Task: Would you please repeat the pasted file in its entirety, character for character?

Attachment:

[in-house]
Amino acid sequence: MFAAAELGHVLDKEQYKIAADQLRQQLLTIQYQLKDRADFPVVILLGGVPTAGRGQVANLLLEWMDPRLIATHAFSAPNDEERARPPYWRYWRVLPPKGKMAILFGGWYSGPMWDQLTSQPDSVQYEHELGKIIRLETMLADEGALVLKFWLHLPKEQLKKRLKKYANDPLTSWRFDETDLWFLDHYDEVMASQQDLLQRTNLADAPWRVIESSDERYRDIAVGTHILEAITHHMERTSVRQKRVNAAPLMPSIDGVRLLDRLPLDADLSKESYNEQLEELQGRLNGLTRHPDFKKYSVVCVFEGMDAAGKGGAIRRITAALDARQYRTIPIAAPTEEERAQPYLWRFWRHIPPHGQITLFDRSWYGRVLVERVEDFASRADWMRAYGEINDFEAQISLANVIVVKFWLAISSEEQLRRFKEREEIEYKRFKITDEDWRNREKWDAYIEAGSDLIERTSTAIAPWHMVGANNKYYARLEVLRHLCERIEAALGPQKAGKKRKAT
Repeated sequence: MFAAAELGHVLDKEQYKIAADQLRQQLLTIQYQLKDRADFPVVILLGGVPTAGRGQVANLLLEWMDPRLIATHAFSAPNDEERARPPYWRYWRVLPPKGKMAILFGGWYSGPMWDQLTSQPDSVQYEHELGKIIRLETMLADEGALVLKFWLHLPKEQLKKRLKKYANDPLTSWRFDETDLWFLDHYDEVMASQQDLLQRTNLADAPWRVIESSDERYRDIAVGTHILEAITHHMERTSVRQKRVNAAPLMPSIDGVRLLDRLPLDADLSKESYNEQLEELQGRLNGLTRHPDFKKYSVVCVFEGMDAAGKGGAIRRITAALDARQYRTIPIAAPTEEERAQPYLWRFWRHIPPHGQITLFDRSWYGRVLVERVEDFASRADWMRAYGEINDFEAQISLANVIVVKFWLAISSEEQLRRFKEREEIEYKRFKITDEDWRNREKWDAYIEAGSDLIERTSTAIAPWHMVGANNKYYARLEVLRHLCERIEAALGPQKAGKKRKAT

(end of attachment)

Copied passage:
[in-house]
Amino acid sequence: MFAAAELGHVLDKEQYKIAADQLRQQLLTIQYQLKDRADFPVVILLGGVPTAGRGQVANLLLEWMDPRLIATHAFSAPNDEERARPPYWRYWRVLPPKGKMAILFGGWYSGPMWDQLTSQPDSVQYEHELGKIIRLETMLADEGALVLKFWLHLPKEQLKKRLKKYANDPLTSWRFDETDLWFLDHYDEVMASQQDLLQRTNLADAPWRVIESSDERYRDIAVGTHILEAITHHMERTSVRQKRVNAAPLMPSIDGVRLLDRLPLDADLSKESYNEQLEELQGRLNGLTRHPDFKKYSVVCVFEGMDAAGKGGAIRRITAALDARQYRTIPIAAPTEEERAQPYLWRFWRHIPPHGQITLFDRSWYGRVLVERVEDFASRADWMRAYGEINDFEAQISLANVIVVKFWLAISSEEQLRRFKEREEIEYKRFKITDEDWRNREKWDAYIEAGSDLIERTSTAIAPWHMVGANNKYYARLEVLRHLCERIEAALGPQKAGKKRKAT
Repeated sequence: MFAAAELGHVLDKEQYKIAADQLRQQLLTIQYQLKDRADFPVVILLGGVPTAGRGQVANLLLEWMDPRLIATHAFSAPNDEERARPPYWRYWRVLPPKGKMAILFGGWYSGPMWDQLTSQPDSVQYEHELGKIIRLETMLADEGALVLKFWLHLPKEQLKKRLKKYANDPLTSWRFDETDLWFLDHYDEVMASQQDLLQRTNLADAPWRVIESSDERYRDIAVGTHILEAITHHMERTSVRQKRVNAAPLMPSIDGVRLLDRLPLDADLSKESYNEQLEELQGRLNGLTRHPDFKKYSVVCVFEGMDAAGKGGAIRRITAALDARQYRTIPIAAPTEEERAQPYLWRFWRHIPPHGQITLFDRSWYGRVLVERVEDFASRADWMRAYGEINDFEAQISLANVIVVKFWLAISSEEQLRRFKEREEIEYKRFKITDEDWRNREKWDAYIEAGSDLIERTSTAIAPWHMVGANNKYYARLEVLRHLCERIEAALGPQKAGKKRKAT